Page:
Just a thing to fill my works page a bit. This really isn't the best thing I've ever written but eh. I'll post it anyway. This also isn't really as scary or tense I would've liked it, but there's always next time.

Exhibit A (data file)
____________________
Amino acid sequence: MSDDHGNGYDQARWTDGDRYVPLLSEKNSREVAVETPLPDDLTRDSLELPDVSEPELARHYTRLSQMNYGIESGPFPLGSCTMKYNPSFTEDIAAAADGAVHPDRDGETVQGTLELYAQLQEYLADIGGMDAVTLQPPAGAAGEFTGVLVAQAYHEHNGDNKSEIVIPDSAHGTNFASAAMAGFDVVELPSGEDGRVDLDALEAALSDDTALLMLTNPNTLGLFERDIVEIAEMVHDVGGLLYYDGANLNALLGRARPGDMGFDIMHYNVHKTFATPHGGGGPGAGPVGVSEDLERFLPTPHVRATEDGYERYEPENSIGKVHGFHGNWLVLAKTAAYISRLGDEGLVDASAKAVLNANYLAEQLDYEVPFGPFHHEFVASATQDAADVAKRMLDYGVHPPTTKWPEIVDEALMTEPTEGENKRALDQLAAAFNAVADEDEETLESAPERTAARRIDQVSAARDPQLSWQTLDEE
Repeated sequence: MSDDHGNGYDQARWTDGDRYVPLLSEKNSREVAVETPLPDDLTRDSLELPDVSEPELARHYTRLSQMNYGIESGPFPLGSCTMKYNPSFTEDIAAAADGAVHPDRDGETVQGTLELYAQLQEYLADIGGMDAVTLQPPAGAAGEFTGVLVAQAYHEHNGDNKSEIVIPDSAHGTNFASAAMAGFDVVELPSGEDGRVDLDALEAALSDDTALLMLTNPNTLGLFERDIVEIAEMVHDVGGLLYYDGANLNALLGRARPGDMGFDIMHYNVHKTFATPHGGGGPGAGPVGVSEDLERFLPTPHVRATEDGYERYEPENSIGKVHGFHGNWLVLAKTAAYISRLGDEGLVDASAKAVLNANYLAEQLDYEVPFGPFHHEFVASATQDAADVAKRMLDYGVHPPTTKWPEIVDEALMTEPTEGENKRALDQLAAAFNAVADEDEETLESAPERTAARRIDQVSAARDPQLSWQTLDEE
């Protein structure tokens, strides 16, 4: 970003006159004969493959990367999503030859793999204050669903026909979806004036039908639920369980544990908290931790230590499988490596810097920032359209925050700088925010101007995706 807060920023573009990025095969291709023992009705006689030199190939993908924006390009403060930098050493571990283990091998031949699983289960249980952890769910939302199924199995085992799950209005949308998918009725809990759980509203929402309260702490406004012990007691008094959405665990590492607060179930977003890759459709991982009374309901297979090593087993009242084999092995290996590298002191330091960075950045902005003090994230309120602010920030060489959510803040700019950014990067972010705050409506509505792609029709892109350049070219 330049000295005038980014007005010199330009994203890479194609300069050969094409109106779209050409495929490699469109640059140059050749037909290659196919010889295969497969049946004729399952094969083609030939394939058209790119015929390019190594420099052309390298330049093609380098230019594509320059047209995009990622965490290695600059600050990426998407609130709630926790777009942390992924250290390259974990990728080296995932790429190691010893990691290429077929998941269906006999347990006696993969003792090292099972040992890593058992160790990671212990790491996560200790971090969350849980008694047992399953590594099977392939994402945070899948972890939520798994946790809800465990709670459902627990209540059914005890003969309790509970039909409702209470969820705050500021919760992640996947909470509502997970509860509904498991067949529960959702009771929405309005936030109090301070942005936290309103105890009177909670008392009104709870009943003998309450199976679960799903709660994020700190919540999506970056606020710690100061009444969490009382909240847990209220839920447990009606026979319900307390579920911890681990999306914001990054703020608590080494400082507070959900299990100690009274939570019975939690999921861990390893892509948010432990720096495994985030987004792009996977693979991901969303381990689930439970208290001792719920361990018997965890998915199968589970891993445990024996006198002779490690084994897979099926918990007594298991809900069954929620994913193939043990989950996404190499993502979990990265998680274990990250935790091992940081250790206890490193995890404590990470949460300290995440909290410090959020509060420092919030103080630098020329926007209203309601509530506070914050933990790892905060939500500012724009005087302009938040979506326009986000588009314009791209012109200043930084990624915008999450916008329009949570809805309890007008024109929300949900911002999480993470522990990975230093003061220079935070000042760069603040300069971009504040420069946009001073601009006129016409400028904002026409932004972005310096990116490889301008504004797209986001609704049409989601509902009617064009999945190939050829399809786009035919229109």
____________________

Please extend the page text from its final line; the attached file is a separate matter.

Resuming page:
There's a crunch, snap, rustle, and a heavy breath that breaks through the cold, tacit night. Its almost beautiful. I'm surprised how people never stop to look at the smaller things. How they always rush to get from point A to point B and never even give a second thought to the little, fantastic wonders of our world. I stare up at the sky, blanketed by the dark treetops and their leaves, as if putting the sun to sleep to rest for another day. When you live a life of solitude, you're left with your thoughts. I wonder what his are? He hasn't stopped running like I have, but I suppose he should be more scared than I. The endless forest is a very frightening place, especially for one who does not know the area. I can still hear his heart beat in my mind and I wonder how long until he falls and join his ancestors in their silent tomb. I walk after him, following at an easy pace. I hum a tune and hope he can hear me, even as far away as he is. I swing my umbrella as I continue along, my song growing unusually upbeat and fast paced for this little get-together. I hear his footsteps slow down and adjust my tempo to that of his, a song composed by the frightened footsteps and musings of a so-called psychopath. Like they have any room to judge. I can about see him now as he slows to an almost stop and wobbles in his place. I catch up to him and poke him in the back with my umbrella and watch him fall with a blood curdling scream. I suppose he doesn't enjoy my company. It doesn't matter, however. He'll be free from it soon enough. He stares up at me from his final resting place and I smile a sick, twisted Cheshire grin. I gently shut his eyes and he doesn't scream or struggle anymore. I grin softens. Like I said, the little things are usually the most beautiful. And to a lonely psych case like me, death is a very little thing indeed.